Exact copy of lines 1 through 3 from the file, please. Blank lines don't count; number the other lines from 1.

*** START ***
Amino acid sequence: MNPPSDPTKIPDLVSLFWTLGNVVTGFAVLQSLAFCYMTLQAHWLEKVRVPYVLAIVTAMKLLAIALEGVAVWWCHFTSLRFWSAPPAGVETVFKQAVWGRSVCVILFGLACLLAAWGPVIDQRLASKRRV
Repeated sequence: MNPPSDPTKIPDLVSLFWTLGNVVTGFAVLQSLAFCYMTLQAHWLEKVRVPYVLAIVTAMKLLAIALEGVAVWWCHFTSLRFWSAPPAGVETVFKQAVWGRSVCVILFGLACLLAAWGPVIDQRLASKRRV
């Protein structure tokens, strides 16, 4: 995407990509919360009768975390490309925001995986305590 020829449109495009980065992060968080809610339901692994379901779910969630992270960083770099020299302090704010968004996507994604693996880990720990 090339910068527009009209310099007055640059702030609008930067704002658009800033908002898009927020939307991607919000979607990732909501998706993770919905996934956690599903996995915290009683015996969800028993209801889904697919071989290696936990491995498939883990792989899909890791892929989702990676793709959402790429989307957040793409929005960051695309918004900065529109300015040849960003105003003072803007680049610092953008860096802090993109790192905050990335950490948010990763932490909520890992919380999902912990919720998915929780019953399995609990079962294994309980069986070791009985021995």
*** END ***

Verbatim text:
Amino acid sequence: MNPPSDPTKIPDLVSLFWTLGNVVTGFAVLQSLAFCYMTLQAHWLEKVRVPYVLAIVTAMKLLAIALEGVAVWWCHFTSLRFWSAPPAGVETVFKQAVWGRSVCVILFGLACLLAAWGPVIDQRLASKRRV
Repeated sequence: MNPPSDPTKIPDLVSLFWTLGNVVTGFAVLQSLAFCYMTLQAHWLEKVRVPYVLAIVTAMKLLAIALEGVAVWWCHFTSLRFWSAPPAGVETVFKQAVWGRSVCVILFGLACLLAAWGPVIDQRLASKRRV
């Protein structure tokens, strides 16, 4: 995407990509919360009768975390490309925001995986305590 020829449109495009980065992060968080809610339901692994379901779910969630992270960083770099020299302090704010968004996507994604693996880990720990 090339910068527009009209310099007055640059702030609008930067704002658009800033908002898009927020939307991607919000979607990732909501998706993770919905996934956690599903996995915290009683015996969800028993209801889904697919071989290696936990491995498939883990792989899909890791892929989702990676793709959402790429989307957040793409929005960051695309918004900065529109300015040849960003105003003072803007680049610092953008860096802090993109790192905050990335950490948010990763932490909520890992919380999902912990919720998915929780019953399995609990079962294994309980069986070791009985021995």